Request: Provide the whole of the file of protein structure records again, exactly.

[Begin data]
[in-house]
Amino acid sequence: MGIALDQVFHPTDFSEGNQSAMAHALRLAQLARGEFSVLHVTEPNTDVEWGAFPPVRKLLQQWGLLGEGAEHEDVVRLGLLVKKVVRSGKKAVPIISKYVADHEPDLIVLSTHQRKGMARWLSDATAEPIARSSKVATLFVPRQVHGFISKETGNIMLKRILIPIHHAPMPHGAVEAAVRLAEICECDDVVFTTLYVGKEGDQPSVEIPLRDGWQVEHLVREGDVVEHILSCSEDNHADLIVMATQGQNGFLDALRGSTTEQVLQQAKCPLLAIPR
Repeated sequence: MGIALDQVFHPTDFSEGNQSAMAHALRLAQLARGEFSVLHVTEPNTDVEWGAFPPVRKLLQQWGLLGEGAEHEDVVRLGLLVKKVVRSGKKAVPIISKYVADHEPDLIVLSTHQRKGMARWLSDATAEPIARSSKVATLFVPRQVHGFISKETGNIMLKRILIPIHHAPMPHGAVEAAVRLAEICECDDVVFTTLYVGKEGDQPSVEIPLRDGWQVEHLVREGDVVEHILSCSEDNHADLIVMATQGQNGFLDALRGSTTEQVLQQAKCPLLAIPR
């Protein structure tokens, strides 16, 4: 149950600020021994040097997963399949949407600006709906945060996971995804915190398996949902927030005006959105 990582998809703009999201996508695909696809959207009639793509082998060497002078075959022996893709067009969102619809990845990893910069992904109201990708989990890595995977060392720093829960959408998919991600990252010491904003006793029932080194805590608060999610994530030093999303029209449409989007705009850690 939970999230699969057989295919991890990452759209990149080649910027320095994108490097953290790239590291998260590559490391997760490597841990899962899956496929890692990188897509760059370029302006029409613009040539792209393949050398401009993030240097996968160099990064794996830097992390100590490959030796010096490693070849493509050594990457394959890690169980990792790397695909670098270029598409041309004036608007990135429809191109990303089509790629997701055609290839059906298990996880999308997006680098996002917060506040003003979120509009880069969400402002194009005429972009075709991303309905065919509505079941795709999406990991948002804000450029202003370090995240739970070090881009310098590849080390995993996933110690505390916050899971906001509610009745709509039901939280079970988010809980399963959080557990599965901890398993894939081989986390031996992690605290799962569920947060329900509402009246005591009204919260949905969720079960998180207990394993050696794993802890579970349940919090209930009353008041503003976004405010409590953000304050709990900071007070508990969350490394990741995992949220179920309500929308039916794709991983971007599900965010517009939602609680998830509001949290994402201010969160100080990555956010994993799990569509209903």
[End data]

[in-house]
Amino acid sequence: MGIALDQVFHPTDFSEGNQSAMAHALRLAQLARGEFSVLHVTEPNTDVEWGAFPPVRKLLQQWGLLGEGAEHEDVVRLGLLVKKVVRSGKKAVPIISKYVADHEPDLIVLSTHQRKGMARWLSDATAEPIARSSKVATLFVPRQVHGFISKETGNIMLKRILIPIHHAPMPHGAVEAAVRLAEICECDDVVFTTLYVGKEGDQPSVEIPLRDGWQVEHLVREGDVVEHILSCSEDNHADLIVMATQGQNGFLDALRGSTTEQVLQQAKCPLLAIPR
Repeated sequence: MGIALDQVFHPTDFSEGNQSAMAHALRLAQLARGEFSVLHVTEPNTDVEWGAFPPVRKLLQQWGLLGEGAEHEDVVRLGLLVKKVVRSGKKAVPIISKYVADHEPDLIVLSTHQRKGMARWLSDATAEPIARSSKVATLFVPRQVHGFISKETGNIMLKRILIPIHHAPMPHGAVEAAVRLAEICECDDVVFTTLYVGKEGDQPSVEIPLRDGWQVEHLVREGDVVEHILSCSEDNHADLIVMATQGQNGFLDALRGSTTEQVLQQAKCPLLAIPR
């Protein structure tokens, strides 16, 4: 149950600020021994040097997963399949949407600006709906945060996971995804915190398996949902927030005006959105 990582998809703009999201996508695909696809959207009639793509082998060497002078075959022996893709067009969102619809990845990893910069992904109201990708989990890595995977060392720093829960959408998919991600990252010491904003006793029932080194805590608060999610994530030093999303029209449409989007705009850690 939970999230699969057989295919991890990452759209990149080649910027320095994108490097953290790239590291998260590559490391997760490597841990899962899956496929890692990188897509760059370029302006029409613009040539792209393949050398401009993030240097996968160099990064794996830097992390100590490959030796010096490693070849493509050594990457394959890690169980990792790397695909670098270029598409041309004036608007990135429809191109990303089509790629997701055609290839059906298990996880999308997006680098996002917060506040003003979120509009880069969400402002194009005429972009075709991303309905065919509505079941795709999406990991948002804000450029202003370090995240739970070090881009310098590849080390995993996933110690505390916050899971906001509610009745709509039901939280079970988010809980399963959080557990599965901890398993894939081989986390031996992690605290799962569920947060329900509402009246005591009204919260949905969720079960998180207990394993050696794993802890579970349940919090209930009353008041503003976004405010409590953000304050709990900071007070508990969350490394990741995992949220179920309500929308039916794709991983971007599900965010517009939602609680998830509001949290994402201010969160100080990555956010994993799990569509209903």